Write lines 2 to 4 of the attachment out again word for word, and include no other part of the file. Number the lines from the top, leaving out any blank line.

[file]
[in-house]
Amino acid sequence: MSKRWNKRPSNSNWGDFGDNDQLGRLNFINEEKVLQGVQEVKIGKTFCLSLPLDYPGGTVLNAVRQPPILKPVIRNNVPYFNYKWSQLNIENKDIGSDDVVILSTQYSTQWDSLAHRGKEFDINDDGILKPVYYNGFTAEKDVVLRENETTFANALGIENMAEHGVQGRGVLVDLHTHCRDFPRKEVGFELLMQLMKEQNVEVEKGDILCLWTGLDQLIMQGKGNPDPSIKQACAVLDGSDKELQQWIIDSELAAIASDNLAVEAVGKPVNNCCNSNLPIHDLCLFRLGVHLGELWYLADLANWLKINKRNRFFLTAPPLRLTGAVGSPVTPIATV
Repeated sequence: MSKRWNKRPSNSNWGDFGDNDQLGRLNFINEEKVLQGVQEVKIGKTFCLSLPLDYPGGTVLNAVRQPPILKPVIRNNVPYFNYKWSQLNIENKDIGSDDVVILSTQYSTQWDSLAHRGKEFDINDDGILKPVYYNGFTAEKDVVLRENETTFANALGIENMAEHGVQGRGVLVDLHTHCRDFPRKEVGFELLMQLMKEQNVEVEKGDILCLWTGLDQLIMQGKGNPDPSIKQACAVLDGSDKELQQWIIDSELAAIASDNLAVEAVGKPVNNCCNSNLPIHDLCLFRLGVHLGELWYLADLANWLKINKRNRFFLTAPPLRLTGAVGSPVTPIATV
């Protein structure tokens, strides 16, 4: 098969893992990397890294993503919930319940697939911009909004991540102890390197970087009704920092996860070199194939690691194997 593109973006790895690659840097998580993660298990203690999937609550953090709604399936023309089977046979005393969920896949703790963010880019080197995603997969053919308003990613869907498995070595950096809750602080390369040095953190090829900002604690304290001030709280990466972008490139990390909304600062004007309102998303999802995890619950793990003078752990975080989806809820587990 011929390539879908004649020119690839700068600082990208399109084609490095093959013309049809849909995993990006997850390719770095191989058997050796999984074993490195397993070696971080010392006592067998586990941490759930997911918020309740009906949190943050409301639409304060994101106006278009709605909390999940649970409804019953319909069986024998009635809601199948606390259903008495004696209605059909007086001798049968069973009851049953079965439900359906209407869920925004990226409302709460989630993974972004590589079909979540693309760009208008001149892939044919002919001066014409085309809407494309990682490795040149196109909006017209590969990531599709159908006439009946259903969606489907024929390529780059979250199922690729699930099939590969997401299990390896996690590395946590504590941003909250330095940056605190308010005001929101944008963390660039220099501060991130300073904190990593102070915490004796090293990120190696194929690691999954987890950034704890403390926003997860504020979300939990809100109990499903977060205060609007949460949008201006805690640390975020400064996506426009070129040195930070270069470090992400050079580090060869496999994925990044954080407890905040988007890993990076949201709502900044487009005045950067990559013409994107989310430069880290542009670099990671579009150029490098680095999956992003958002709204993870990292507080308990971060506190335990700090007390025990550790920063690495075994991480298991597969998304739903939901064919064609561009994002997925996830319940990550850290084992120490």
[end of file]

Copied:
Amino acid sequence: MSKRWNKRPSNSNWGDFGDNDQLGRLNFINEEKVLQGVQEVKIGKTFCLSLPLDYPGGTVLNAVRQPPILKPVIRNNVPYFNYKWSQLNIENKDIGSDDVVILSTQYSTQWDSLAHRGKEFDINDDGILKPVYYNGFTAEKDVVLRENETTFANALGIENMAEHGVQGRGVLVDLHTHCRDFPRKEVGFELLMQLMKEQNVEVEKGDILCLWTGLDQLIMQGKGNPDPSIKQACAVLDGSDKELQQWIIDSELAAIASDNLAVEAVGKPVNNCCNSNLPIHDLCLFRLGVHLGELWYLADLANWLKINKRNRFFLTAPPLRLTGAVGSPVTPIATV
Repeated sequence: MSKRWNKRPSNSNWGDFGDNDQLGRLNFINEEKVLQGVQEVKIGKTFCLSLPLDYPGGTVLNAVRQPPILKPVIRNNVPYFNYKWSQLNIENKDIGSDDVVILSTQYSTQWDSLAHRGKEFDINDDGILKPVYYNGFTAEKDVVLRENETTFANALGIENMAEHGVQGRGVLVDLHTHCRDFPRKEVGFELLMQLMKEQNVEVEKGDILCLWTGLDQLIMQGKGNPDPSIKQACAVLDGSDKELQQWIIDSELAAIASDNLAVEAVGKPVNNCCNSNLPIHDLCLFRLGVHLGELWYLADLANWLKINKRNRFFLTAPPLRLTGAVGSPVTPIATV
């Protein structure tokens, strides 16, 4: 098969893992990397890294993503919930319940697939911009909004991540102890390197970087009704920092996860070199194939690691194997 593109973006790895690659840097998580993660298990203690999937609550953090709604399936023309089977046979005393969920896949703790963010880019080197995603997969053919308003990613869907498995070595950096809750602080390369040095953190090829900002604690304290001030709280990466972008490139990390909304600062004007309102998303999802995890619950793990003078752990975080989806809820587990 011929390539879908004649020119690839700068600082990208399109084609490095093959013309049809849909995993990006997850390719770095191989058997050796999984074993490195397993070696971080010392006592067998586990941490759930997911918020309740009906949190943050409301639409304060994101106006278009709605909390999940649970409804019953319909069986024998009635809601199948606390259903008495004696209605059909007086001798049968069973009851049953079965439900359906209407869920925004990226409302709460989630993974972004590589079909979540693309760009208008001149892939044919002919001066014409085309809407494309990682490795040149196109909006017209590969990531599709159908006439009946259903969606489907024929390529780059979250199922690729699930099939590969997401299990390896996690590395946590504590941003909250330095940056605190308010005001929101944008963390660039220099501060991130300073904190990593102070915490004796090293990120190696194929690691999954987890950034704890403390926003997860504020979300939990809100109990499903977060205060609007949460949008201006805690640390975020400064996506426009070129040195930070270069470090992400050079580090060869496999994925990044954080407890905040988007890993990076949201709502900044487009005045950067990559013409994107989310430069880290542009670099990671579009150029490098680095999956992003958002709204993870990292507080308990971060506190335990700090007390025990550790920063690495075994991480298991597969998304739903939901064919064609561009994002997925996830319940990550850290084992120490």